Concussion diagnosis still not foolproof

With the recent news of Browns’ quarterback Josh McCown suffering a concussion in the season-opener against the New York Jets, I wanted to discuss the difficulty in diagnosing concussions. It’s especially a challenge in the college and high school settings where staffs and budgets are significantly smaller.

Can supplements really help prevent concussions?

There are many supplements and other products on the market today claiming to help prevent or heal players’ head injuries.

One such product, Reliant Recovery Water, recently popped up in major media outlets after its investor, Seattle Seahawks quarterback Russell Wilson, claimed it helped prevent a concussion after he took a hard blow to the head in last winter’s NFC Championship game.

Staph infections on the field require immediate attention to keep players safe

With the recent news of chickenpox invading the Kansas City Royals’ clubhouse, I’m reminded of the serious nature of staph infections inside high-school locker rooms. Staph infections begin with signs of redness and swelling, and then they’ll start to ooze and weep. A player may even become feverish if it’s left untreated.

It’s important to get the infection treated immediately because not only can it quickly escalate into something serious, but also other players are at risk for contracting the infection on and off the field.

Is overtraining the cause of many sports-related injuries?

With so many players stuck on the sidelines with hamstring, shoulder, elbow or other injuries, I can’t help but wonder if it’s due to overtraining.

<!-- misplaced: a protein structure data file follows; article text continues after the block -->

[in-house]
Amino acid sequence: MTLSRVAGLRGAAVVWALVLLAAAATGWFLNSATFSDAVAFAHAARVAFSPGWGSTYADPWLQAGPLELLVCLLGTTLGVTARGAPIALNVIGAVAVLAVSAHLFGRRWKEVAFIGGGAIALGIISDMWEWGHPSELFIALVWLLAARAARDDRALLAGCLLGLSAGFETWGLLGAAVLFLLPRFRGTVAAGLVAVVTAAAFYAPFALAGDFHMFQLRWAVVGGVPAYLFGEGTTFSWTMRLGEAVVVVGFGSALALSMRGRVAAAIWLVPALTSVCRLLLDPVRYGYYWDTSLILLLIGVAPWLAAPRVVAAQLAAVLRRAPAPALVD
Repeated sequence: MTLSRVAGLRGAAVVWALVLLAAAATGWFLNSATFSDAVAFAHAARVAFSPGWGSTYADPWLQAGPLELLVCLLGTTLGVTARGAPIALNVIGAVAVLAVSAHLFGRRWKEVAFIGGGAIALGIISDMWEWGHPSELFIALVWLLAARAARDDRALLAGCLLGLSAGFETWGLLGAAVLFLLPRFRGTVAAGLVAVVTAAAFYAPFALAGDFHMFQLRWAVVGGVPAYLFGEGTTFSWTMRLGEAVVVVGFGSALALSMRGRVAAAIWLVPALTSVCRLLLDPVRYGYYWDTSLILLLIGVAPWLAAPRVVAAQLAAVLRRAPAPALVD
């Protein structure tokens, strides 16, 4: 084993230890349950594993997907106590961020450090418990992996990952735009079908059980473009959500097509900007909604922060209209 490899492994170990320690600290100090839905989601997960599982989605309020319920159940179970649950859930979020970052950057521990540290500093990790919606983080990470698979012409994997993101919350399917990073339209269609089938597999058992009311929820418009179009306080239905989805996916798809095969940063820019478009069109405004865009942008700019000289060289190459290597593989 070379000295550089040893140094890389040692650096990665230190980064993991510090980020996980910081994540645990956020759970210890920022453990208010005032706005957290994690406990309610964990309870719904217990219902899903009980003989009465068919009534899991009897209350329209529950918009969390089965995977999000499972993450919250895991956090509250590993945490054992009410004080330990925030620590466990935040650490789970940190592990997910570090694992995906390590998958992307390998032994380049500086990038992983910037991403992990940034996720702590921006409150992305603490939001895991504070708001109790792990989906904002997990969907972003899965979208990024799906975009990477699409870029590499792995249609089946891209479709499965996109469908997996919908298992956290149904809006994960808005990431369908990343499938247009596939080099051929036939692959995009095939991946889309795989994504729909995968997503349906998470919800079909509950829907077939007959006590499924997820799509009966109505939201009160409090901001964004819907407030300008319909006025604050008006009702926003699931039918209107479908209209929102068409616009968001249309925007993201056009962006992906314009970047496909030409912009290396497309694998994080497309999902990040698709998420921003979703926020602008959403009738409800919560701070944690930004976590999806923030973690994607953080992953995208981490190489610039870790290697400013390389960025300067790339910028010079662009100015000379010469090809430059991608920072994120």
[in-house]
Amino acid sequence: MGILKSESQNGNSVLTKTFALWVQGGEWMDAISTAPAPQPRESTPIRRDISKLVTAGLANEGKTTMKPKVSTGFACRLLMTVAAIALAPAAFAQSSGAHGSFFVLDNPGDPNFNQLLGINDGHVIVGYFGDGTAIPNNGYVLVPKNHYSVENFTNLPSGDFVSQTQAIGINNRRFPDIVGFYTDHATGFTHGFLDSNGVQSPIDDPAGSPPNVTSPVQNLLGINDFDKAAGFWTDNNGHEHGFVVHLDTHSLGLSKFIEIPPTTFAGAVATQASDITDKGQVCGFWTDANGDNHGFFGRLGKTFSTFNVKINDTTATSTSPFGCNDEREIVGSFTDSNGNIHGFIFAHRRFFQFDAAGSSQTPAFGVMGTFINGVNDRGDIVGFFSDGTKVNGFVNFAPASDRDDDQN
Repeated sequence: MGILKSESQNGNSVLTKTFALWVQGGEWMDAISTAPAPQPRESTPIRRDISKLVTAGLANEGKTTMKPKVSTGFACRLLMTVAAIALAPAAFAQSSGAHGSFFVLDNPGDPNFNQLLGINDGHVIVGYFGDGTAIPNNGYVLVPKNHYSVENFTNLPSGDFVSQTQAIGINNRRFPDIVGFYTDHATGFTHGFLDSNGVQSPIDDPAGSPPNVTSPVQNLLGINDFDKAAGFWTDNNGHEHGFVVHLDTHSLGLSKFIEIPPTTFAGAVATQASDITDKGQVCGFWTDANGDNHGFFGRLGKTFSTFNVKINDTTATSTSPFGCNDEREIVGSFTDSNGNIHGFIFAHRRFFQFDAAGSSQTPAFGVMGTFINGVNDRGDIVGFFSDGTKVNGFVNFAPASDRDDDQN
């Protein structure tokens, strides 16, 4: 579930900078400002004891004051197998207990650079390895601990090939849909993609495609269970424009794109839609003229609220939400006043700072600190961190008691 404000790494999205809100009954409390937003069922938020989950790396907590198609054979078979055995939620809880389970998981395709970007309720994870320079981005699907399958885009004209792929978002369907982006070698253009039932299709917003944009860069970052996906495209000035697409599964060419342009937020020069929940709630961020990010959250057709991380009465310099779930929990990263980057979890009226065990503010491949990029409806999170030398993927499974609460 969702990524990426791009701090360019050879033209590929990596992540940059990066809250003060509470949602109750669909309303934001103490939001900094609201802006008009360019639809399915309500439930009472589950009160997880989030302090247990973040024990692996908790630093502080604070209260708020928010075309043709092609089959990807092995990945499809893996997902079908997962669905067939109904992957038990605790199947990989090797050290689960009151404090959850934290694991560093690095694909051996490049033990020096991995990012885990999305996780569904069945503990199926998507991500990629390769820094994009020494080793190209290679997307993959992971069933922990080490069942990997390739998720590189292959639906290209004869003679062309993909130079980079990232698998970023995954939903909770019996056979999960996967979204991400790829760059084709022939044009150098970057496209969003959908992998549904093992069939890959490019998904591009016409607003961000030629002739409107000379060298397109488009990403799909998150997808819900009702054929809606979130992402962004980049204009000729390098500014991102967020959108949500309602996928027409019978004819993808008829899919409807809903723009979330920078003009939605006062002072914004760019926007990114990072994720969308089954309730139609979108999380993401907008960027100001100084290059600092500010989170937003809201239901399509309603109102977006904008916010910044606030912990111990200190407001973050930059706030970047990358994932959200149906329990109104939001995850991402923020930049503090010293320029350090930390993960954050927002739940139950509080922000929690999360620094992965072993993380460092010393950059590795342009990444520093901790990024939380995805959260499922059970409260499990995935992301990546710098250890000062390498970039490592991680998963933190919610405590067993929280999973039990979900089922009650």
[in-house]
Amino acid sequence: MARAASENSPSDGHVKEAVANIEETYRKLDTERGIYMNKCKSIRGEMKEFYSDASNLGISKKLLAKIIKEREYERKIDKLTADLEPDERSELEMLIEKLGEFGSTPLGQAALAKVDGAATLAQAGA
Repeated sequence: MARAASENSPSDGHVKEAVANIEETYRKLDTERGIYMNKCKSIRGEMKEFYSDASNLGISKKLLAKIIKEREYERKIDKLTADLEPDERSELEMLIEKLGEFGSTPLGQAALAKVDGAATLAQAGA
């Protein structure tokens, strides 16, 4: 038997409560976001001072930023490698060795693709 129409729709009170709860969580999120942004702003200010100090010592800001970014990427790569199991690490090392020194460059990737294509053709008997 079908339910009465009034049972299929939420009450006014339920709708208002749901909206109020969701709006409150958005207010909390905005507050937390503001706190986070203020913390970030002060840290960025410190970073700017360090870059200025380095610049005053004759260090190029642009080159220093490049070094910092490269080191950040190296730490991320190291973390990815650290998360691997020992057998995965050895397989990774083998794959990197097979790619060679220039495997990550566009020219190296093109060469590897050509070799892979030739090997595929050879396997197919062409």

Players are training the same muscles hard year-round, instead of taking the recommended full season off (3 months), and are incurring more wear and tear. The race to be the biggest, fastest, strongest athlete may come at a cost.

Recent EpiPen legislation is saving lives on and off the field

I’m happy to hear schools are taking the initiative after the Ohio House Bill 296 passed last year. The bill calls for schools to stock EpiPens and allows trainers, coaches and other sideline personnel to administer it on somebody who wasn’t actually prescribed epinephrine.
Not only is it saving lives with greater access to the injectors, but also more people are being trained on how to administer the medication.

New technique dry needling is shortening athletes’ rehabilitation

A lot of people are talking about a new technique called dry needling that has been shown to be effective on muscle tendon injuries. Though it isn’t acupuncture, physical therapists place acupuncture-like needles in the center of the muscle knot or trigger point to create a small lesion and release the contraction.